Heard of cranial osteopathy but have no idea what it is? You’re in the right place.
As I write this, my 18-month old son is fast asleep. All I can hear over the baby monitor is the gentle drone of a dehumidifier, and the faint rasps of my wife’s snoring – and that’s it. No crying, no whimpering, no yelling.
It’s not always been this peaceful. For months Noah has struggled to sleep. Putting him down to bed is fine, no problems there – but after an hour or so of sleep he becomes restless and ends up crying for most of the night.
As a result, his mum and I both look like the walking dead, and accidentally scare children and old ladies on the street by how ghastly we look.
Then, a week or so ago, one of my wife’s friends suggested we try cranial osteopathy, which she in turn mentioned to me. I was instantly sceptical, for two main reasons: I inadvertently bit the inside of my cheek when trying to say ‘cranial osteopathy’, and I had absolutely no idea what it was.
Cranial osteopathy is the “gentle manipulation” of a baby’s head and spine
Cranial osteopathy, as it turns out (with Google’s help) is the gentle manipulation of a baby or toddler’s head and spine in order to make them more comfortable. Most effective on newborns and young babies, as their skull bones are not yet fused, it essentially seeks to correct any damage or slight alterations caused during childbirth, especially if it was an assisted delivery, or particularly fast.
The latter was the case when Noah was born – from first contraction to birth took around three hours, so to all intents and purposes he shot out like the Human Cannonball. The fact that childbirth was so quick was great for my wife, but what we didn’t realise was that the speed at which he came out could have caused a slight misalignment in his spinal structure, resulting in him becoming unhappy when laid down for extended periods of time.
And so, we took Noah to see an osteopath, whose first words after placing her hands upon his chest was ‘He’s had breathing problems in the past, hasn’t he?’ True: this time last year he was in hospital after suffering a particularly nasty bout of bronchiolitis. She then poked and prodded him for a bit, as he lay there in what can only be described as some kind of tantric state of bliss – most unlike his usual ‘let’s roll around and kick at the dirty nappy’ self.
Mother-of-four Karen found herself in a similar situation with her youngest son, Harrison, and visited a cranial osteopath after she was recommended by a friend who was receiving treatment for migraines.
“She tried to get a picture of everything that Harrison had experienced so far,” she says. “She spent 20 minutes working on him. She moved her hands slowly over his entire body focusing on his spine, his legs and his head. Her hands barely touched the body; they seem to hover just milimetres above. Harrison actually fell asleep during the process which amazed me. He had never spontaneously fallen asleep before!”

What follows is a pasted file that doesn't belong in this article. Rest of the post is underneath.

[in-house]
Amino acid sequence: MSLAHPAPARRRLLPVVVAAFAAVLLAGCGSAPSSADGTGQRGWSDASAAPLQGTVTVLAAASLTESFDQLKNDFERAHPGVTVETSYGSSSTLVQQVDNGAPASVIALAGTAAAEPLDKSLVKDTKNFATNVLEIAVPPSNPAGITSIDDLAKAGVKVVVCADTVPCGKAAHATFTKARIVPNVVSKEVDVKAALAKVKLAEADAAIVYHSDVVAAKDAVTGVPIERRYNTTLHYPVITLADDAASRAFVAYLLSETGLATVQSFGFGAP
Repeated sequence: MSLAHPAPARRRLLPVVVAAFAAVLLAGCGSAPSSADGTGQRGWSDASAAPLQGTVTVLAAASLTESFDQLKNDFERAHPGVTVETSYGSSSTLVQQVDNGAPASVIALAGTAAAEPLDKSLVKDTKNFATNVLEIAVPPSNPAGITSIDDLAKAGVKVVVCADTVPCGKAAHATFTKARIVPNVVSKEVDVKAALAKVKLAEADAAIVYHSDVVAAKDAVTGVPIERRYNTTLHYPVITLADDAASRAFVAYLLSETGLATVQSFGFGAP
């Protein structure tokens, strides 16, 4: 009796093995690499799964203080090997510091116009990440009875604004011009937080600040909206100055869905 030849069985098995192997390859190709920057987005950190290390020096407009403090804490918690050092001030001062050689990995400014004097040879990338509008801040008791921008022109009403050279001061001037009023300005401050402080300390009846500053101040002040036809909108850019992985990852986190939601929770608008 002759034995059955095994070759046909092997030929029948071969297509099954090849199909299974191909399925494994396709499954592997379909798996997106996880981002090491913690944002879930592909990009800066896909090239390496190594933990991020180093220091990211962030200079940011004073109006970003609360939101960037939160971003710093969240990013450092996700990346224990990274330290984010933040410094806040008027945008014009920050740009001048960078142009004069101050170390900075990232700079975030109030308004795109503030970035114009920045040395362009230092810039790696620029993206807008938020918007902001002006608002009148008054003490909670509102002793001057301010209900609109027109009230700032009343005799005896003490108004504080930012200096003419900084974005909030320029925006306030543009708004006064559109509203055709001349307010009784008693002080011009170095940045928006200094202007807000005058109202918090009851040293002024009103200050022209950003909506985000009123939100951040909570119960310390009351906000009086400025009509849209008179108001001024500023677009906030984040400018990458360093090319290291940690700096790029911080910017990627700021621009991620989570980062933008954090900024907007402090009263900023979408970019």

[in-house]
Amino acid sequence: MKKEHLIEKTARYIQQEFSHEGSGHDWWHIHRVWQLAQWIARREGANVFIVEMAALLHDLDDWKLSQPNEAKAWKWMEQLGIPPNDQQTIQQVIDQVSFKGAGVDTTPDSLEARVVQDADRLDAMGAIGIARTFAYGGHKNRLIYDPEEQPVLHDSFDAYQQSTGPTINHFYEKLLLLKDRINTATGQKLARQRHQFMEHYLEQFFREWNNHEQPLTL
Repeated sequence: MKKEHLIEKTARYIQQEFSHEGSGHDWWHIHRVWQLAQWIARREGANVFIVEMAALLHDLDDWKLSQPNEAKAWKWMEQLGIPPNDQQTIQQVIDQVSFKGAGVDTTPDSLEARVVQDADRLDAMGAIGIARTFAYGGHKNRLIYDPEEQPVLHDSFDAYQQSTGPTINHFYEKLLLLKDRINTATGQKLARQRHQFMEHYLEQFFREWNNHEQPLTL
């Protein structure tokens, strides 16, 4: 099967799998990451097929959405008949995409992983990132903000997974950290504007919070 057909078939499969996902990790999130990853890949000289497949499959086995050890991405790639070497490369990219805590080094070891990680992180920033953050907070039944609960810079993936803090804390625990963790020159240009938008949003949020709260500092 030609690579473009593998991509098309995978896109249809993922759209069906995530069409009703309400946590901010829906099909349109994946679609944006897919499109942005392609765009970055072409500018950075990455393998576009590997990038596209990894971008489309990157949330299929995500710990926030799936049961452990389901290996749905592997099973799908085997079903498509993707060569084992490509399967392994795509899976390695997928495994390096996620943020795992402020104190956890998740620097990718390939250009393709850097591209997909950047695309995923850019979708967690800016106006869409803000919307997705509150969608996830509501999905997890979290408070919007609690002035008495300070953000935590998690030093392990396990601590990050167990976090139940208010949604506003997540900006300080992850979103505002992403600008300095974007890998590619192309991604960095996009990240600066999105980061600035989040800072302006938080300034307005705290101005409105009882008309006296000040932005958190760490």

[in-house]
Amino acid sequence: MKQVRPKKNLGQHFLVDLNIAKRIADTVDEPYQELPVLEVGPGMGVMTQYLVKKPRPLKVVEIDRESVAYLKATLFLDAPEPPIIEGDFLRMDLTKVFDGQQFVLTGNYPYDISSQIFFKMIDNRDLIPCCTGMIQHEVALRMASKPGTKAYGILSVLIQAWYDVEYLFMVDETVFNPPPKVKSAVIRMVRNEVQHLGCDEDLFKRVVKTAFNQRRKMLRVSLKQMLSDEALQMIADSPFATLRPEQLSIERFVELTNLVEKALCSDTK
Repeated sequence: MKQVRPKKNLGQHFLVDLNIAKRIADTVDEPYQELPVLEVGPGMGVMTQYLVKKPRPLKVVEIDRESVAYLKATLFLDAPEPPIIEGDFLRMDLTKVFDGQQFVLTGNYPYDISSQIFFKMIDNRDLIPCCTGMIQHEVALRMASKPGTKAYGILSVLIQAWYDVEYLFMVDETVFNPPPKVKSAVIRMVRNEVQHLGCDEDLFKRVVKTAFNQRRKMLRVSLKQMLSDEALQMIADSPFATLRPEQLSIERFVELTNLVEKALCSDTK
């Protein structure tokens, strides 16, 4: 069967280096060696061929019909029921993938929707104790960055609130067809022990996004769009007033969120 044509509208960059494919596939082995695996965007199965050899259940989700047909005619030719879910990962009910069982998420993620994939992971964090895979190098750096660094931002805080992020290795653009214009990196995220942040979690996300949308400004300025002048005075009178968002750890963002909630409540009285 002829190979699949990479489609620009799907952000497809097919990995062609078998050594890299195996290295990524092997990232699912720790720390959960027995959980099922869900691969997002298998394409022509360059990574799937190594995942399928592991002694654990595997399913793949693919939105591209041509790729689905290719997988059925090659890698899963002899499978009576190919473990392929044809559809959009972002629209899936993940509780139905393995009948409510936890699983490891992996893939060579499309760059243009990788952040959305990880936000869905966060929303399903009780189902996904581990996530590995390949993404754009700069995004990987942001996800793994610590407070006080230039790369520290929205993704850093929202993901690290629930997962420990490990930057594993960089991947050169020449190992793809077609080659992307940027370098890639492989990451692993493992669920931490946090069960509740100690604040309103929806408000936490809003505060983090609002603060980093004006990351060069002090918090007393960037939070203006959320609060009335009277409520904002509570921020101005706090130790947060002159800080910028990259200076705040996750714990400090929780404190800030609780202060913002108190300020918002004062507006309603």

Karen took her son’s treatment a step further, with she and her partner having a session themselves with the osteopath, describing the experience as “wonderful and relaxing, giving the most unusual sensation.”
Upon leaving the osteopath, I was rather less sceptical than I had originally been; especially when, that night, Noah slept like – well, like a baby. Karen also saw an improvement in Harrison, especially when he had undergone a few sessions (osteopaths usually recommend about three or four visits).
However, Karen attributes some of the success to the effect the therapy had on her family, as she explains. “I think we were caught up in a cycle of being over-tired, fraught and anxious and no idea how to deal with this little boy who couldn’t sleep. The therapy definitely helped us all to relax and form bonds again and this in turn meant we could understand Harrison a bit better.”
Sarah Ockwell-Smith, Director of BabyCalm Ltd, deals with stressed and over-tired parents on a daily basis, and has no qualms with recommending cranial osteopathy as an effective treatment. “Once I explain the science behind my suggestions, most are very open minded,” she says. “To be honest, most parents would try anything if she thought it meant they’d get more sleep at night!”
Make no mistake, cranial osteopathy is not the miracle cure for restless babies: but it can help correct the aches and pains that newborns and young ones might struggle to tell you about, which cause them discomfort in the middle of the night. Sarah often hears positive feedback from people like Karen, who are enjoying a better night’s sleep.
So, if you every grumble that your child not sleeping is a pain in the neck, it might be worth visiting a cranial osteopath. It could be that you’ve just stumbled upon the exact reason for those restless nights.
Want to find out more? Visit the NHS website. You can find your local cranial osteopath by visiting the Osteopathic Centre for Children.